The problem, argues Brooks, is when company jets are co-opted for personal use. That appears to be the case at Nortel. Leading up to its bankruptcy filing, the company’s CEO, Mike Zafirovski, routinely flew in the company jet from Toronto to an airport that’s just a short drive from his home in Chicago, reported the Globe and Mail. Nortel has said the plane has been grounded and is up for sale. Those in the corporate jet business argue that, generally, the planes have become easy scapegoats. “It’s a little bit knee-jerk,” says Adam Keller, the president of Chartright Air Group, a Toronto-based firm that charters private jets to companies. Flying a private jet is expensive, but not nearly as bad as many think. For a company to fly its Challenger jet from Toronto to, say, Atlanta (a four-hour flight), it would cost roughly $7,000 round trip, he says. That voyage on Air Canada, for two people, can cost upwards of $4,000 (coach, not business class). And with security and airport check-ins would take considerably longer. Time is an important consideration. If a CEO makes $10 million a year, that’s $5,000 an hour. Would shareholders really like to see their CEO waste seven hours driving from Detroit to Washington?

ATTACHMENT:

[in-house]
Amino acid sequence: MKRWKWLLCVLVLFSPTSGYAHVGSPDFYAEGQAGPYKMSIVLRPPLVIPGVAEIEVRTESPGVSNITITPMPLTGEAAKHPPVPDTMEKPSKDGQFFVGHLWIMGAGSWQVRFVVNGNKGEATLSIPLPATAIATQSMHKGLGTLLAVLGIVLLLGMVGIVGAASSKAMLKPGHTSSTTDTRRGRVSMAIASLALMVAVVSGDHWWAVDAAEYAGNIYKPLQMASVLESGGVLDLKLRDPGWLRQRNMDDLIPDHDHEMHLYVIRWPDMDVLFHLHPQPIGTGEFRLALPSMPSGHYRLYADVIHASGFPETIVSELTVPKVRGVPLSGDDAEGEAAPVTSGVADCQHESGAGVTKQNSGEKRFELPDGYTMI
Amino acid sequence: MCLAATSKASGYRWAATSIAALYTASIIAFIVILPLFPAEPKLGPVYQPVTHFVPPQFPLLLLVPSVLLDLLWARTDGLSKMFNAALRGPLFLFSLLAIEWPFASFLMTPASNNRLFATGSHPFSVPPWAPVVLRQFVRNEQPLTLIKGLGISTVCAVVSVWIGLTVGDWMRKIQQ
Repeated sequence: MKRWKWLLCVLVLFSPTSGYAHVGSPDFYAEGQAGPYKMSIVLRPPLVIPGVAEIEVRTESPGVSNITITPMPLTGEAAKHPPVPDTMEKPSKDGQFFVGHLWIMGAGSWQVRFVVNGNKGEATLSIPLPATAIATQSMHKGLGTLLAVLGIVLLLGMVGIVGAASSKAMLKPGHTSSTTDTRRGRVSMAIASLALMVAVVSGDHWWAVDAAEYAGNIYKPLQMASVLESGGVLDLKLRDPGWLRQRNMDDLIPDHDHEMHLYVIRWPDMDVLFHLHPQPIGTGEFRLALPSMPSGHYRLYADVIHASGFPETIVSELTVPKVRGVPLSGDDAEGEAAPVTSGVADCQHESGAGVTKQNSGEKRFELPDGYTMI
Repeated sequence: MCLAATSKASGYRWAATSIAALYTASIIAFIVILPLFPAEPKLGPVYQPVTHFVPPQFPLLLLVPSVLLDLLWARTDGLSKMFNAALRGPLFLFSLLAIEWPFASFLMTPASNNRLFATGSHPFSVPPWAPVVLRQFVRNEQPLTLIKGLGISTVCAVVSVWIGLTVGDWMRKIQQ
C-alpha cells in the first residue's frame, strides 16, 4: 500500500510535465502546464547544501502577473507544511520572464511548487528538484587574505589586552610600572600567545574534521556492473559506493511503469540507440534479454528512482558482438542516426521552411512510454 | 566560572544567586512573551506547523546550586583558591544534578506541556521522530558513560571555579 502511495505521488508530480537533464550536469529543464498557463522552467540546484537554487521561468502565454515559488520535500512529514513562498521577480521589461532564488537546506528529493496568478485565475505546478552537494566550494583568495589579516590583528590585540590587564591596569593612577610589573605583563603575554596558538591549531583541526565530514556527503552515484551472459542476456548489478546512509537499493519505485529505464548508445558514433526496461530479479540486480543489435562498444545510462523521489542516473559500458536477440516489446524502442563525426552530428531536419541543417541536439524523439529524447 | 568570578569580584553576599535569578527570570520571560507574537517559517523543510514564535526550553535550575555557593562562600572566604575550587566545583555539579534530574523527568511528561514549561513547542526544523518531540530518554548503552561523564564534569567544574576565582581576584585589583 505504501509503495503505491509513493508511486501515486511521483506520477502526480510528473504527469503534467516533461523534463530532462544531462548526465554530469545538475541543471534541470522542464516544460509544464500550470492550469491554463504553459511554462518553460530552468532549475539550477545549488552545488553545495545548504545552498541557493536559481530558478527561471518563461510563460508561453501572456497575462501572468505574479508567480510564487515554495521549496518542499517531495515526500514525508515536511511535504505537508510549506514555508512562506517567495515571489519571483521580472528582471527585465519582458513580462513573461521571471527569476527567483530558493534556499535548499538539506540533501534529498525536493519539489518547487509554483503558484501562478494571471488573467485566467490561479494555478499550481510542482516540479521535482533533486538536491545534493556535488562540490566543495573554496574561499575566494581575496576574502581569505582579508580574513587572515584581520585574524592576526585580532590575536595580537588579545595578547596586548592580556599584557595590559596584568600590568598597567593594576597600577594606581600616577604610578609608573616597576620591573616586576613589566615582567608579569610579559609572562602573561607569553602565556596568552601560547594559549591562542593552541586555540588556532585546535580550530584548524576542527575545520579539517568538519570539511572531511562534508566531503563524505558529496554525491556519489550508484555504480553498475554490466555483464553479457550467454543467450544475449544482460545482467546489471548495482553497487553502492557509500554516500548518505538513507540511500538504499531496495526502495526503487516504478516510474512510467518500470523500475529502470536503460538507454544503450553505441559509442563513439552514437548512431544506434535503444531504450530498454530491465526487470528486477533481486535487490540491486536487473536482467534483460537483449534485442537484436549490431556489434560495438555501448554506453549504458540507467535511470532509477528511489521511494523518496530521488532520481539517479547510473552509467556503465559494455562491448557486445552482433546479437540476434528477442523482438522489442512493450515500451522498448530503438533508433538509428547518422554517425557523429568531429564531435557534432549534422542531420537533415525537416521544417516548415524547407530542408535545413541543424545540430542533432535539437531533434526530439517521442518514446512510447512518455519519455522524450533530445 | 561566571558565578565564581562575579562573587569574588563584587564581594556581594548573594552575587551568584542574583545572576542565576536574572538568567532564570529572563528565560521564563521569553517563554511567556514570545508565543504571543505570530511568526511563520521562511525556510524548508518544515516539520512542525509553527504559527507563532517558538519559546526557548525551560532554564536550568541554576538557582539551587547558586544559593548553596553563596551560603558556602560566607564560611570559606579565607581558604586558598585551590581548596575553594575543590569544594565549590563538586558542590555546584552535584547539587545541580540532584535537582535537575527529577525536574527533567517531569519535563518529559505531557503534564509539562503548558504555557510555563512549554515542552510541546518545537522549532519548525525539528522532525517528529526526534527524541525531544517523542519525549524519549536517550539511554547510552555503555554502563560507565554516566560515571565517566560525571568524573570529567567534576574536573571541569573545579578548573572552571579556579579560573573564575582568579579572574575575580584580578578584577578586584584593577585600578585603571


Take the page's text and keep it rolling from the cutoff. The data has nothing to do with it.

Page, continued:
Still, in today’s economic climate, the use of jets is shrinking. Business at Chartright is down about 30 per cent, says David Shaver, the company’s director of business development. In an informal poll of Canada’s 60 largest public companies, almost half told Maclean’s they do not have private jets. Thomson Reuters and Teck Cominco don’t have one, nor does Shoppers Drug Mart and Penn West Energy Trust. In fact, many companies boast that their executives fly commercial, just like the rest of us. “Our culture is very cost focused and corporate jets are expensive to fly and maintain,” said Husky Energy spokesman Graham White, in an email. “Occasionally for short flights in Western Canada we will employ local charters, otherwise all Husky employees (including executives) fly commercial.”  Sun Life Financial has never had a company jet, “leased, owned or otherwise,” said spokesperson Kathleen Killen via email. “We have been deliberate about this.  All of our executives, CEO included, fly commercial at all times.”

Biovail has a jet, but the company says it is currently up for sale. Rogers Communications also has one, but says it is no longer in use. TransAlta Corp has a jet, but leases it out when it’s not in use. It says the costs are negligible.

Ultimately, much of the public outrage surrounding private jets is probably misplaced, says MacDonald, the business ethicist. Yes, in some cases, the jets are extravagances, but most are not. The fact that GM executives are in some cases required to fly on the corporate jet for security reasons says a lot, he argues. “Obama flies in style too, for good reason. Nobody expects the president to fly coach. GM security isn’t quite national security, but it’s not a trivial matter.”

With Susan Mohammad and Rachel Mendleson